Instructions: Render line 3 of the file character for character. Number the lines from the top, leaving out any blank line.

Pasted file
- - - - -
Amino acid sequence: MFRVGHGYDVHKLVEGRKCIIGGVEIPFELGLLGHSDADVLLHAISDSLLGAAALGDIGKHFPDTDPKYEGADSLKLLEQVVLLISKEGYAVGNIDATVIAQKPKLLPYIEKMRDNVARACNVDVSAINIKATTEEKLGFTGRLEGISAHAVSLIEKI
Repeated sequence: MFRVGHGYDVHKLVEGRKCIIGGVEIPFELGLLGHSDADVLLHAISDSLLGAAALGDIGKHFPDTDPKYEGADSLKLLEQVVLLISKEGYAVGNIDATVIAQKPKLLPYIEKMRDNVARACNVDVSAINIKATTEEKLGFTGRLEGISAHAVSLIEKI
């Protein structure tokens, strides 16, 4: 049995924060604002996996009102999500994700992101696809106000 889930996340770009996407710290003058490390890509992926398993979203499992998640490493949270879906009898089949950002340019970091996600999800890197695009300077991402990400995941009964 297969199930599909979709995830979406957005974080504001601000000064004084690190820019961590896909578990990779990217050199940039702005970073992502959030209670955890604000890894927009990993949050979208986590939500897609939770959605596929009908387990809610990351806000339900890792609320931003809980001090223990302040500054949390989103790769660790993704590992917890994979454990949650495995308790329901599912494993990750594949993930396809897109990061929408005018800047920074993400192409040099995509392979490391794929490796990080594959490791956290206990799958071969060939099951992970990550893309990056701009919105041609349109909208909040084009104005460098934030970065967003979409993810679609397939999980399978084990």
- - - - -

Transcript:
């Protein structure tokens, strides 16, 4: 049995924060604002996996009102999500994700992101696809106000 889930996340770009996407710290003058490390890509992926398993979203499992998640490493949270879906009898089949950002340019970091996600999800890197695009300077991402990400995941009964 297969199930599909979709995830979406957005974080504001601000000064004084690190820019961590896909578990990779990217050199940039702005970073992502959030209670955890604000890894927009990993949050979208986590939500897609939770959605596929009908387990809610990351806000339900890792609320931003809980001090223990302040500054949390989103790769660790993704590992917890994979454990949650495995308790329901599912494993990750594949993930396809897109990061929408005018800047920074993400192409040099995509392979490391794929490796990080594959490791956290206990799958071969060939099951992970990550893309990056701009919105041609349109909208909040084009104005460098934030970065967003979409993810679609397939999980399978084990």